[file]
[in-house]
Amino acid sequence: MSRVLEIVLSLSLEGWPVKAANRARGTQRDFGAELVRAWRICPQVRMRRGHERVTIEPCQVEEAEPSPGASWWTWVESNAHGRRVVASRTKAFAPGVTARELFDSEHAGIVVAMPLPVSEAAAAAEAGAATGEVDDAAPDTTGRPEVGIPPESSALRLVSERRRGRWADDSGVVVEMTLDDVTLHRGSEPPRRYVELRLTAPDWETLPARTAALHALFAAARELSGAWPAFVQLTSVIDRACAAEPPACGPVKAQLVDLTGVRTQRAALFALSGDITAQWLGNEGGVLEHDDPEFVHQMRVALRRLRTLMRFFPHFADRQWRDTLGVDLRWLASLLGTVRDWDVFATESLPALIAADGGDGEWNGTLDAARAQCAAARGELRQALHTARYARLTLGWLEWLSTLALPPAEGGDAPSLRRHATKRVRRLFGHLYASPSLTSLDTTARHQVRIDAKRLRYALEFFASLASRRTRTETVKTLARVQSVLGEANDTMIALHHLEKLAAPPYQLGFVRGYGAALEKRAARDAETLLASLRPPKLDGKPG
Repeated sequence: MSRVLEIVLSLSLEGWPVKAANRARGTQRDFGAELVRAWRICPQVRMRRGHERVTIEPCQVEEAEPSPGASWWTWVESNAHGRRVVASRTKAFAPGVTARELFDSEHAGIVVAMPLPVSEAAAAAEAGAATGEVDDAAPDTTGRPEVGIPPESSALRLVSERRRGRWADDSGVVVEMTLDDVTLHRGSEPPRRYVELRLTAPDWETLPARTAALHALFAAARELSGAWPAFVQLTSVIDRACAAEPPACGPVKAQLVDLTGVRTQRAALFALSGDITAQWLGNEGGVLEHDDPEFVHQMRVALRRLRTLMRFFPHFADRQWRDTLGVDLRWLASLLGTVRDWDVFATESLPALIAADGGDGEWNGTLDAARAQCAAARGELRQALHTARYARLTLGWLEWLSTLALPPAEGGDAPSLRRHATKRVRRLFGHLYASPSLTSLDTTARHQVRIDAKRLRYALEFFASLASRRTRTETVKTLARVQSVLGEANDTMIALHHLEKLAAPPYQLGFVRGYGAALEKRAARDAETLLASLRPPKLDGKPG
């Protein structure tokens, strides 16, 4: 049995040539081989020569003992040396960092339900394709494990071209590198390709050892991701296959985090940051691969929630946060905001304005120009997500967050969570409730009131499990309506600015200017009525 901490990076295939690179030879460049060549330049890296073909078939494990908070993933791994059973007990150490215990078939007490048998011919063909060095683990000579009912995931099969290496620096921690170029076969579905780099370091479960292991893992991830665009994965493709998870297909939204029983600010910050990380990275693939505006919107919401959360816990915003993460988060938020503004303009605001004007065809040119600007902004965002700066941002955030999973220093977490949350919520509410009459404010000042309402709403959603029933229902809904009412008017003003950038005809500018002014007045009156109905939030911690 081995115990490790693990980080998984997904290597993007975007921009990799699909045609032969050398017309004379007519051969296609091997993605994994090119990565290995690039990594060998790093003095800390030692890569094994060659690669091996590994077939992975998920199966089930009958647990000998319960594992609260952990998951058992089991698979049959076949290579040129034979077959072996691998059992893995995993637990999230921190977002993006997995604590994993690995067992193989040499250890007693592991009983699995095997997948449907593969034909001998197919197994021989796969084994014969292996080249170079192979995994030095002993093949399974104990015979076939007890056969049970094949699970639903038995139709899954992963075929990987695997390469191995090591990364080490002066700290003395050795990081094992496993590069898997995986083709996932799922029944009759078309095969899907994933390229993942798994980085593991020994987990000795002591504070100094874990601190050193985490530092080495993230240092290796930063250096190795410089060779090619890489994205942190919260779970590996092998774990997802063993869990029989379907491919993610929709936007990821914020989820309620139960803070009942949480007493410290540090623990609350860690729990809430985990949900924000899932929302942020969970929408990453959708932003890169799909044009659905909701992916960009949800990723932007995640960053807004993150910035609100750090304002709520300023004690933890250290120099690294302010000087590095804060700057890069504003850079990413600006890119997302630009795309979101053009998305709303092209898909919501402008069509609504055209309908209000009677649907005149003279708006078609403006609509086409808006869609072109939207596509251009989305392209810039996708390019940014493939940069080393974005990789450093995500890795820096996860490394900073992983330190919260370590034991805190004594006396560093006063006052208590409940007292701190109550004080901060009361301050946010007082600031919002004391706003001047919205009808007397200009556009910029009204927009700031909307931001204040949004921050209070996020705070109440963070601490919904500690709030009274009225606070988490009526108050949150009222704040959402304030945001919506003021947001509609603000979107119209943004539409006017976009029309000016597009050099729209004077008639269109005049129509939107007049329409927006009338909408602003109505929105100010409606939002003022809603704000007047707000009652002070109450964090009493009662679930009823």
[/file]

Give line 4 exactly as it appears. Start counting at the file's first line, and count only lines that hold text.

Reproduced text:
């Protein structure tokens, strides 16, 4: 049995040539081989020569003992040396960092339900394709494990071209590198390709050892991701296959985090940051691969929630946060905001304005120009997500967050969570409730009131499990309506600015200017009525 901490990076295939690179030879460049060549330049890296073909078939494990908070993933791994059973007990150490215990078939007490048998011919063909060095683990000579009912995931099969290496620096921690170029076969579905780099370091479960292991893992991830665009994965493709998870297909939204029983600010910050990380990275693939505006919107919401959360816990915003993460988060938020503004303009605001004007065809040119600007902004965002700066941002955030999973220093977490949350919520509410009459404010000042309402709403959603029933229902809904009412008017003003950038005809500018002014007045009156109905939030911690 081995115990490790693990980080998984997904290597993007975007921009990799699909045609032969050398017309004379007519051969296609091997993605994994090119990565290995690039990594060998790093003095800390030692890569094994060659690669091996590994077939992975998920199966089930009958647990000998319960594992609260952990998951058992089991698979049959076949290579040129034979077959072996691998059992893995995993637990999230921190977002993006997995604590994993690995067992193989040499250890007693592991009983699995095997997948449907593969034909001998197919197994021989796969084994014969292996080249170079192979995994030095002993093949399974104990015979076939007890056969049970094949699970639903038995139709899954992963075929990987695997390469191995090591990364080490002066700290003395050795990081094992496993590069898997995986083709996932799922029944009759078309095969899907994933390229993942798994980085593991020994987990000795002591504070100094874990601190050193985490530092080495993230240092290796930063250096190795410089060779090619890489994205942190919260779970590996092998774990997802063993869990029989379907491919993610929709936007990821914020989820309620139960803070009942949480007493410290540090623990609350860690729990809430985990949900924000899932929302942020969970929408990453959708932003890169799909044009659905909701992916960009949800990723932007995640960053807004993150910035609100750090304002709520300023004690933890250290120099690294302010000087590095804060700057890069504003850079990413600006890119997302630009795309979101053009998305709303092209898909919501402008069509609504055209309908209000009677649907005149003279708006078609403006609509086409808006869609072109939207596509251009989305392209810039996708390019940014493939940069080393974005990789450093995500890795820096996860490394900073992983330190919260370590034991805190004594006396560093006063006052208590409940007292701190109550004080901060009361301050946010007082600031919002004391706003001047919205009808007397200009556009910029009204927009700031909307931001204040949004921050209070996020705070109440963070601490919904500690709030009274009225606070988490009526108050949150009222704040959402304030945001919506003021947001509609603000979107119209943004539409006017976009029309000016597009050099729209004077008639269109005049129509939107007049329409927006009338909408602003109505929105100010409606939002003022809603704000007047707000009652002070109450964090009493009662679930009823």